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19 Feb 13
Heavy vehicle amendment bill passes in Queensland: a driving force for national reform

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Further to McCullough Robertson’s previous updates on the Heavy Vehicle National Law (on 8 and 29 August and 30 November 2012), the Queensland Parliament has now passed the Heavy Vehicle National Law Amendment Bill 2012 (Qld) (Bill).

As we previously reported on 30 November 2012, the Bill was introduced to resolve policy and technical matters at the time the original act (the Heavy Vehicle National Law Act 2012 (Qld) (Act)) was made.  The Bill, as passed, will replace the Act in its entirety, due to the significant renumbering that was required for the amendments.

The Transport, Housing and Local Government Committee reviewed the Bill and provided one recommendation – that the Bill be passed without amendment – which it did on 14 February 2013.  It received strong support from both the LNP and ALP.  The Minister for Transport and Main Roads, the Honourable Scott Emerson MP, has stated that the legislation is aimed at improving safety and productivity, noting that inefficiencies caused by the existing inconsistent legislation around Australia will be removed.  Additionally, he highlighted “productivity benefits of $162 million per year accruing to industry and the Queensland economy over the next 22 years.”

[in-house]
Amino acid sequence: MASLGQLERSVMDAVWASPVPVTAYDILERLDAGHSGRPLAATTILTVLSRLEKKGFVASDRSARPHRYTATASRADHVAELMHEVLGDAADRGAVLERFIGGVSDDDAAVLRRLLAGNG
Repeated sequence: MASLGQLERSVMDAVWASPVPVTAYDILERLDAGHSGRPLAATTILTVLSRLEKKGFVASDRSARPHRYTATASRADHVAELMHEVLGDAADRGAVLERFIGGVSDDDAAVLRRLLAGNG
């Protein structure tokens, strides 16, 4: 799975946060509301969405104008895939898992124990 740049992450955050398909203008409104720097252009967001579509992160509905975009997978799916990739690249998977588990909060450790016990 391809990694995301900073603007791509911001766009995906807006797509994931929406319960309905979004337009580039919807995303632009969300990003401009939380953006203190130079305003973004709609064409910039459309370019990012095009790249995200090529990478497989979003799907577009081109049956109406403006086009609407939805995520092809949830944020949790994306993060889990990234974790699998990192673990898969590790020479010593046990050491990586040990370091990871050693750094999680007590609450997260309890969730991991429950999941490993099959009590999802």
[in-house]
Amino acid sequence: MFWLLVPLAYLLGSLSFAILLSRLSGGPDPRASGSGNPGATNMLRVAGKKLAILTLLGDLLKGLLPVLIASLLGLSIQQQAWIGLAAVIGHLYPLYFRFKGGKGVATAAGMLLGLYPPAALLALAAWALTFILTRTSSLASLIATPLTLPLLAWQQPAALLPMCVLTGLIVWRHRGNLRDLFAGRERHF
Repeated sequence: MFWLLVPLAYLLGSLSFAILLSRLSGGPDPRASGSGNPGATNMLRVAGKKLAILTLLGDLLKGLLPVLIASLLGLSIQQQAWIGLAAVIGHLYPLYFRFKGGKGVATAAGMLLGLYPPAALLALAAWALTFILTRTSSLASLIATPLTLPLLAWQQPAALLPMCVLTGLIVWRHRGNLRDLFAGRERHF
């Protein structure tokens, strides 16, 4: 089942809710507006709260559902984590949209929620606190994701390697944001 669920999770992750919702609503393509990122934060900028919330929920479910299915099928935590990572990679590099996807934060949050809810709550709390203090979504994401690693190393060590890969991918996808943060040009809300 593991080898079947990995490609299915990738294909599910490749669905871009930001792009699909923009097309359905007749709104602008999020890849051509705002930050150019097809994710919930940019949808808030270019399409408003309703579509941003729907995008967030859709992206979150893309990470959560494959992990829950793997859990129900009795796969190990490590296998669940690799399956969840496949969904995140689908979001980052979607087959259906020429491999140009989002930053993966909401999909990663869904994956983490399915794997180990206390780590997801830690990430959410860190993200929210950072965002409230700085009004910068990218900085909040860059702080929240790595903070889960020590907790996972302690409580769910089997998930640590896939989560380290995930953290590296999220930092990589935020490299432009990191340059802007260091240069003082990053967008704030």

Small issues relating to the legislation will continue to be resolved through the Heavy Vehicle National Regulator’s (Regulator) Forward Work Program, which aims to address issues that either fell outside the Regulator’s scope or could not be included in the Bill.

The remaining states and territories (with the exception of Western Australia) are expected to implement mirror legislation in the coming months.

McCullough Robertson will continue to monitor the passage of legislation around Australia and will keep you updated as it occurs.

Focus covers legal and technical issues in a general way. It is not designed to express opinions on specific cases. Focus is intended for information purposes only and should not be regarded as legal advice. Further advice should be obtained before taking action on any issue dealt with in this publication.

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